The Polish Air Force Academy in Deblin will get three new Hélicoptères Guimbal Cabri G2 light training helicopters, sources at the military flight aviation school confirmed.
The Cabri G2s come for about 1.5 to 1.7 million US dollars, including spare parts. Like Polish and Russian made helicopters the French made Cabri G2s have clockwise rotation of the main rotor, which was an important selection criteria for the Polish Air Force.
The new choppers can reach speeds up to 100 knots (185 kmh), cruise at 90 knots (166 kmh) and reach destinations as far as 380 nautical miles (700 km) with a 15 minute fuel reserve. On station time can be max 5 hours and 40 minutes.
Hélicoptères Guimbal was founded in late 2000, with the purpose of developing and certifying the two-seat helicopter Cabri G2. This also involved the full-scale industrialisation for serial production. The program was based on the achievements of the technological demonstrator that Bruno Guimbal had built and tested in the 90’s. On December the 15th, 2007 in Le Bourget, after six years of intense development and nearly 300 hours of relentless flight testing, Alain Leroy, EASA director, delivered the Cabri G2 Type Certificate. The Cabri G2 is the first European piston-engine powered helicopter.
This year the 15 Wing Luchttransport (15W LuTpt) of the Belgian Air Component celebrates 40 years of operations with the Hercules transport aircraft, as well as with the Dassault Da-20 VIP airplane. Therefore Open Days are held at 15 Wing’s home base of Brussels Melsbroek on September 21 and 22, 2013.
AIRheads↑FLY visited the base the day before. We offer you a sneak preview of what’s coming. It was a base visit in a typical Belgian way – meaning very relaxed Public Relation supervisors while normal operations continued during our stay. Enjoy this pre-party Belgian Style, and get yourself to Melsbroek during the weekend!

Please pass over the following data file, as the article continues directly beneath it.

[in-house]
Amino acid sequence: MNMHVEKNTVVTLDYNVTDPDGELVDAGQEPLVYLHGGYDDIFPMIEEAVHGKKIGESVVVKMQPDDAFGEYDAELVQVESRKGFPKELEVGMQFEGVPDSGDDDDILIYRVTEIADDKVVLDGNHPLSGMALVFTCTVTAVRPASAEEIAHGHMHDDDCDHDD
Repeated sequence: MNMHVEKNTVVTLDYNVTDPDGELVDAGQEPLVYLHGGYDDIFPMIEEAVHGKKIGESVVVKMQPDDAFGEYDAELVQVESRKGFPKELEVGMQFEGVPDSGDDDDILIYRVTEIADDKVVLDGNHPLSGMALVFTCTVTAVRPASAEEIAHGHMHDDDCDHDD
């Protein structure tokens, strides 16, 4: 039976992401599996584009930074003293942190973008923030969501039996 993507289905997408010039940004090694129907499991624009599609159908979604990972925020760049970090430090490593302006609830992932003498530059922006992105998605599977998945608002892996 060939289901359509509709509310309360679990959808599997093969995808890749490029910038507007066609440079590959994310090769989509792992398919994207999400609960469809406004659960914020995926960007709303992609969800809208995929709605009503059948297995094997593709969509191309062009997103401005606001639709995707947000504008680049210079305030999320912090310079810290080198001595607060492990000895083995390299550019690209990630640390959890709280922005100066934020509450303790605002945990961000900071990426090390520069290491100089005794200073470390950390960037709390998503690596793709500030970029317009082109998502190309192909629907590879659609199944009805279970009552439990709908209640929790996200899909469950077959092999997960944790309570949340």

Luke Air Force Base, Arizona, will get 72 additional F-35A Lightning II fighter aircraft, bringing the eventual total number of the fifth-generation fighters expected there at 144.
The Air Force’s initial decision to establish an F-35 pilot training center here was announced in August 2012, following a three-year process that included an extensive environmental impact analysis.
The Lockheed Martin F-35A, also known as Joint Strike Fighter, intended to be the Air Force’s premier strike aircraft through the first half of the 21st century. It is a multirole fighter that is expected to eventually phase out the F-16 Fighting Falcon and A-10 Thuderbolt II.
Aircraft are expected to begin arriving at Luke AFB in spring 2014, although exact timing will depend on production schedules. Construction on base to prepare for the aircraft is currently underway, with about US$10 million of US$57 million in projects already completed.
The 2012 Record of Decision cited several reasons why Luke AFB was the service’s top choice for F-35A basing, including facility and ramp capacity, range access, weather and capacity for future growth. The base has been training fighter pilots for more than 70 years.
WITH VIDEO | Saab T-17 training aircraft of the Flight School of the Royal Danish Air Force (RDAF) were deployed for a more offensive role in June 2013. They provided close air support (CAS) over several towns of Danish Jutland, reports the press department of the Danish Armed Forces.
Together with Forward Air Controllers on the ground instructor pilots of the Flight School identified ground targets from their T-17s for simulated distruction by high-flying F-16 fighter aircraft. The operations were part of wider exercise AGOEX which the Danes held in June to train joint operations between air and ground assets.
The RDAF (Flyvevåbnets Flyveskolen) at Karup operates 27 Saab T-17s, relatively small single-engine propeller planes mainly used to train future air force pilots. Many countries paint their trainers black or yellow, but the Danish T-17s retain a green camo paint scheme for their secondary ground support role. Of the 27 T-17s four are based at Aalborg and three at Skrydstrup.
T-17 is the Danish designation for the Saab MFI-17 Supporter, a military derivative of the Malmö Flygindustri MFI-15 Safari, which was taken over by Saab. Between 1971 and 1979 a total of 462 of the type were built, including 212 as the MFI-17 Mushshak by Pakistan under license.
The aircraft is said to be easy to fly, has wings strong enough to take a weapons load and has excellent capabilities to serve as a armed scout or counter-insurgency (COIN) aircraft.